Environmental News for a Healthier Planet and Life

New Black and Orange Bat Species Discovered in West Africa

New Black and Orange Bat Species Discovered in West Africa
A new species of bat has been identified in West Africa. MYOTIS NIMBAENSIS / BAT CONSERVATION INTERNATIONAL

In 2018, a team of researchers went to West Africa's Nimba Mountains in search of one critically endangered species of bat. Along the way, they ended up discovering another.

The new bat species, Myotis nimbaensis, has an unusual orange and black coloring, and it was written up for the first time last Wednesday in American Museum Novitates.

"In an age of extinction, a discovery like this offers a glimmer of hope," study coauthor and chief scientist at Bat Conservation International Winifred Frick told the American Museum of Natural History. "It's a spectacular animal."

Frick was part of a team of scientists from Bat Conservation International and the University of Maroua in Cameroon who were investigating natural caves and mining shafts in Guinea's Nimba Mountains. The mountains, which rise about one mile above sea level, are known as sky islands and are important biodiversity hotspots for species including bats.

One especially important bat species is the Lamotte's roundleaf bat, or Hipposideros lamottei, which lives only in the Nimba Mountains, and especially in abandoned mineshafts known as adits. But while trapping for the existing species, the scientists found something they did not expect.

"I looked in a net and there was just something interesting in there," Jon Flanders, director of endangered species intervention at Bat Conservation International, told The Washington Post.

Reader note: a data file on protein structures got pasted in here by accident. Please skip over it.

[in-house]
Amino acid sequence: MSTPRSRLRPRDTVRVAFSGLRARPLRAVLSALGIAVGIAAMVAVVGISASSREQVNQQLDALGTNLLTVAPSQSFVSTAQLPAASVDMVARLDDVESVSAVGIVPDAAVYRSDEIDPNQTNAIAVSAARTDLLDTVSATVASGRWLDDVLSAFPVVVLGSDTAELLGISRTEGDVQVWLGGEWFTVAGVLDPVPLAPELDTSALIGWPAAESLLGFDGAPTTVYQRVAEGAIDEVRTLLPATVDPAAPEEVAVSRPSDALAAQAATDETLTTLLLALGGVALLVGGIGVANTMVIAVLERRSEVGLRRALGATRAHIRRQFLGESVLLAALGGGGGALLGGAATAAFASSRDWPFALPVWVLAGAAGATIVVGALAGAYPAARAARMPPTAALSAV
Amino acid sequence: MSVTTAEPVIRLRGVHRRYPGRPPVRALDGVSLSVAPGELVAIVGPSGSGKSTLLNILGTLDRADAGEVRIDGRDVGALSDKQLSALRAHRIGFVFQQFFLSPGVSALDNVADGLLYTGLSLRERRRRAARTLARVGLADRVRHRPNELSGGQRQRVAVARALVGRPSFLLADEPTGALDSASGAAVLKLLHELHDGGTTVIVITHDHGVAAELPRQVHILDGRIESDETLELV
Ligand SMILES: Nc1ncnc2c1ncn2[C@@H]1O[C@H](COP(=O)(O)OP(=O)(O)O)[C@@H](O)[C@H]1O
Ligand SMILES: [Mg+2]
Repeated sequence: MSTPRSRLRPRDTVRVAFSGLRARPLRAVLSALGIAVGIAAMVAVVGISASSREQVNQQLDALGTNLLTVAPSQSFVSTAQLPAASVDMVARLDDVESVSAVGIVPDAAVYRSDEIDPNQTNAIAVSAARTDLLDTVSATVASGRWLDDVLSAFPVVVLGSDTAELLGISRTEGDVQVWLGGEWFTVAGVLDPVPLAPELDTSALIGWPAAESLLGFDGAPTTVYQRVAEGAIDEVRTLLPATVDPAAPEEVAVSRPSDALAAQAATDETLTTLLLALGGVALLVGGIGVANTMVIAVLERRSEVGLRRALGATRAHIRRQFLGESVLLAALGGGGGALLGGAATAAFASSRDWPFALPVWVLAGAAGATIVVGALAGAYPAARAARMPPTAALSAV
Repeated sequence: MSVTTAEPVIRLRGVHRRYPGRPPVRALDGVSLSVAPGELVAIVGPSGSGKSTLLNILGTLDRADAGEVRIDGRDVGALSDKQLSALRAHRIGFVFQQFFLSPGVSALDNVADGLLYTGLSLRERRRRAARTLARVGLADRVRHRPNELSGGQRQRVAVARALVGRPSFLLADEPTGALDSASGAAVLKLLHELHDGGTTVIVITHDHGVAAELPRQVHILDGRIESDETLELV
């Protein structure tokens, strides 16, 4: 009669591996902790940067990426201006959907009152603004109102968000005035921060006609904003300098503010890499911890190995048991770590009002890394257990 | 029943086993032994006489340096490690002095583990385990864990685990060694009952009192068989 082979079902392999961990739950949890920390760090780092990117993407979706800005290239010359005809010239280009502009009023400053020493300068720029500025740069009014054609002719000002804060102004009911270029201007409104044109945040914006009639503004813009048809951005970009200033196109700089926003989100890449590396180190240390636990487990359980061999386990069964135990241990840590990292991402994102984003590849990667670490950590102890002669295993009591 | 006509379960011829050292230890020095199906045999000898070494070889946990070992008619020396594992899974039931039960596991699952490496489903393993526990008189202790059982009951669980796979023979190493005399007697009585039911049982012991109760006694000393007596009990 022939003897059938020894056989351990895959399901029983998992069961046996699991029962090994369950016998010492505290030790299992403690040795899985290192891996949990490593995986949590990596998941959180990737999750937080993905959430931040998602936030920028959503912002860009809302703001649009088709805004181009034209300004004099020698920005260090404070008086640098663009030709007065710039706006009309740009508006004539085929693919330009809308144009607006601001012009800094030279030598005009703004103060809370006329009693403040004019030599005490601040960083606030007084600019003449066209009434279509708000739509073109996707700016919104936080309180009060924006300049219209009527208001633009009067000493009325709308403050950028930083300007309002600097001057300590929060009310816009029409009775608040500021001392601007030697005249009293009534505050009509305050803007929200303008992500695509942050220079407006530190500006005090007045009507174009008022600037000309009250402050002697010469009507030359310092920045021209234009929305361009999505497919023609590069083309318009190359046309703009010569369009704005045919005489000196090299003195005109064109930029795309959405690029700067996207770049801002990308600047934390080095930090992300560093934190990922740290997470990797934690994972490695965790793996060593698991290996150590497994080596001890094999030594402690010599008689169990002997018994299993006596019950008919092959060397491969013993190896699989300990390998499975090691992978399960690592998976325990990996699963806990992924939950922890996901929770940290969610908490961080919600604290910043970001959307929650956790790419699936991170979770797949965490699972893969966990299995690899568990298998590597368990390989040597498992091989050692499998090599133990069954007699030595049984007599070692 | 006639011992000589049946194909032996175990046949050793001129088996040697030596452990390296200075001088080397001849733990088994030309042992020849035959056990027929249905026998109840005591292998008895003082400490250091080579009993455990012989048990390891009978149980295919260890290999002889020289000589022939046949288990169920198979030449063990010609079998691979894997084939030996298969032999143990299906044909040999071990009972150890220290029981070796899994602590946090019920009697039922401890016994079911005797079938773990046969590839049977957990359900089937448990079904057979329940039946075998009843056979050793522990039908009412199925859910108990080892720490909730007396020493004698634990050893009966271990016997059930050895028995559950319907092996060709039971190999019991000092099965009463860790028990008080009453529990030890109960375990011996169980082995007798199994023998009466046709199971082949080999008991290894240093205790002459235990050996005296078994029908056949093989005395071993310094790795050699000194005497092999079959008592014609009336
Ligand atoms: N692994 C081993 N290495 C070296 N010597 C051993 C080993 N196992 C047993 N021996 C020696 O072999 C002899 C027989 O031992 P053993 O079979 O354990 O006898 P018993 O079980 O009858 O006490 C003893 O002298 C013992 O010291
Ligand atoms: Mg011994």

Flanders said he first saw the bat with his colleague Eric Moïse Bakwo Fils from the University of Maroua.

"Eric and I got back to camp and we independently started trying to figure out what the hell was going on. Finding a new species of specially colored bats is very rare. I was like, 'I'm pretty sure this is a new species'. We walked in the room in the morning and simultaneously said 'I think we've got a new species.' "

So the pair called up bat expert and American Museum of Natural History Curator Nancy Simmons for help.

"As soon as I looked at it, I agreed that it was something new," Simmons, who is also the paper's lead author, said in the museum press release.

Simmons confirmed her initial opinion with help from the Smithsonian and the British Museum of Natural History, she told The Washington Post.

There are more than 1,400 species of bats, and more than 20 new ones are added to the list every year, according to The New York Times. But mostly, these discoveries are made in the lab by closely analyzing the DNA of similar-looking species previously thought to be the same.

"This sort of situation where experienced researchers went out in the field and caught an animal and held it in their hand and went, 'This is something we can't identify,' that's much more unusual," Simmons told The New York Times.

The new bat is likely already endangered, since it is only known to live in the Nimba Mountains. Researchers said the next step is to learn more about the species so that they can protect it more effectively.

Bakwo Fils also told The New York Times that he hoped the discovery would boost bat conservation in West Africa more generally. Bats are important pollinators, seed spreaders and pest eaters in the region, but superstition and their connection with Ebola has meant they are often harmed.

"This discovery is very important in terms of West Africa's bat biodiversity, because even if bats are a very important component of our ecosystems, they rarely receive attention," Bakwo Fils said.

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